Posted by Zack | Posted in Consumer Electronics | Posted on 08-11-2011
Tags: Apple, Charlie Miller, iOS, iOS code-signing, iOS cracker, iOS Developer Program, ipad, iPhone, iPod
Apple is cracking the whip as the company has just banned security researcher Charlie Miller from its iOS developer program. Mr. Miller’s offense? He publicly demonstrated a proof-of-concept attack that would enable an app developer to execute arbitrary code on any iPhone, iPad or iPod Touch that is running version 4.3 of iOS or later.
For this Miller has been suspended from the developer program for one year. According to a recent tweet from Miller, “First they give researcher’s (sic) access to developer programs, (although I paid for mine) then they kick them out.. for doing research. Me angry.” Apple broke the news to Miller via a letter that the company was kicking him out of the program for breaking its terms of service.
Before getting an app to the Apple App Store, Apple first vets the app. If approved, the company then signs the code to ensure that the app cannot be changed. However, the flaw that Miller discovered essentially breaks the iOS application security walled garden, allowing malware attacks to be launched.
According to a statement from Miller in his unlisted YouTube video that demonstrates the attack, Miller said, “The flaw I found is in the way that Apple handles code-signing. Code-signing is important because that’s the way that Apple protects you from malware.” Here is a link to Miller’s video because unlisted videos can only be viewed by someone who already has a link to the video itself.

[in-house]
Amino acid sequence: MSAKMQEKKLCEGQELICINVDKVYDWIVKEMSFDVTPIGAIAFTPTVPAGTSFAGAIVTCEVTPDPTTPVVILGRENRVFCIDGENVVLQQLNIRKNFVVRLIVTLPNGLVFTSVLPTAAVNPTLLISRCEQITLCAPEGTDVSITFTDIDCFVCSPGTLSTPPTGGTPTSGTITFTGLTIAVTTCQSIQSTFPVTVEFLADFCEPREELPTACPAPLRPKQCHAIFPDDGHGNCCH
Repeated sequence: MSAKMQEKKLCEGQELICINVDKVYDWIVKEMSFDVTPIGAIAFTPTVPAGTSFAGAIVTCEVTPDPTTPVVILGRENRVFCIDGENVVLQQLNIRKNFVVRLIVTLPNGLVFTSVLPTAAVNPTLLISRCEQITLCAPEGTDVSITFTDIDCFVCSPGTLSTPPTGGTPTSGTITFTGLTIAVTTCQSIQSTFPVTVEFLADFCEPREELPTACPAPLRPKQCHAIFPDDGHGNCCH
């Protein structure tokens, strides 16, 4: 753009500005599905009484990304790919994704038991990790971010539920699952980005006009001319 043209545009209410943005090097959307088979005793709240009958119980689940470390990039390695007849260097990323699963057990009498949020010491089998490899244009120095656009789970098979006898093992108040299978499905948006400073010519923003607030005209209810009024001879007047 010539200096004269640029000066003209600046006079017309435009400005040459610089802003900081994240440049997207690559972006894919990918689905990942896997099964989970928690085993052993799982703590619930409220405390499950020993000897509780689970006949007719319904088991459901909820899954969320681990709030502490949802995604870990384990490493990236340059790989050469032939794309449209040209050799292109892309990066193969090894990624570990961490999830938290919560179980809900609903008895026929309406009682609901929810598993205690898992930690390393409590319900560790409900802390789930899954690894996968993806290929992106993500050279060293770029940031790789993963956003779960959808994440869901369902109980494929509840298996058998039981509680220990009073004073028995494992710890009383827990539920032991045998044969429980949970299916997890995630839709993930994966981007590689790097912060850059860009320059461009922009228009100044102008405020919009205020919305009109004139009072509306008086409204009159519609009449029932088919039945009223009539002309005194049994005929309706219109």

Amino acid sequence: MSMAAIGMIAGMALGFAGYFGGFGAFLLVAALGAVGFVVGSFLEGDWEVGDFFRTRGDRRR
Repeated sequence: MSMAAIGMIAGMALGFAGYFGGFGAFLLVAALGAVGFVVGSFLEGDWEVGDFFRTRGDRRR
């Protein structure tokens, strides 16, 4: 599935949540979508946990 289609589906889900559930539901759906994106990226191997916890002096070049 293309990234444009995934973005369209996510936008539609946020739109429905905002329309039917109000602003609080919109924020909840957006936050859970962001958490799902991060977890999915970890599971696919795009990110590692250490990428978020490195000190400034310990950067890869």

In order to test the vulnerability he had discovered, Miller created Instastock, a fake stock market app that Apple accepted. “It doesn’t do anything weird or funny, it just checks the stocks,” said Miller in the video. At least, that’s what it appears to do. After being downloaded from the Apple App Store and first run, the app contacted an attacker’s server.
For the purpose of the test, the server (in this case) was located at Miller’s home in St. Louis and he didn’t have to push in any code to the app while it was being reviewed by Apple. However, after it was approved, Miller was able to open a shell with the device and issue remote commands, making the iPhone do everything from listing directories and processes to making the phone vibrate or download the user’s address book for the attacker.
Miller added, “You can imagine downloading a nice app like Angry Birds, but instead of just being Angry Birds, it actually could download and do anything it wants, and Apple would have no idea that had happened.” In addition to that Miller disclosed the code-signing vulnerability to Apple several weeks ago, although he did fail to mention the proof-of-concept app that he’d uploaded to the App Store, the same app Apple approved and made available in September.
Miller also demonstrated the exploit in his video, which was also posted in September. However, Apple apparently did not hear about the proof-of-concept attack demonstration until Monday, the same day Miller detailed the flaw and provided a link to his YouTube video to Andy Greenberg at Forbes.com. A mere hours after the story hit the web, Apple canceled Miller’s iOS developer account.
By day Miller is a simple principal consultant at the security research firm Accuvant. However, it appears as if Miller is now best known for “hacking” Apple wares. At the Black Hat Conference over the summer, Miller demonstrated how to hack Apple laptop batteries by reprogramming the firmware. This would allow a hacker to brick the battery or even make it serve malware.
Miller isn’t letting this ban phase him, however, as he intends to demonstrate his code-signing attack next week at the SyScan Conference in Taiwan and then again at the Infiltrate Conference in Florida in January. Is Apple’s reaction a bit extreme? Especially considering the fact that Miller found a major fault in Apple’s programming and then proceeded to tell the company about it? This writer thinks so, but what do you think? Sound off in the comments.
Source: Information Week – Apple Excommunicates iOS Cracker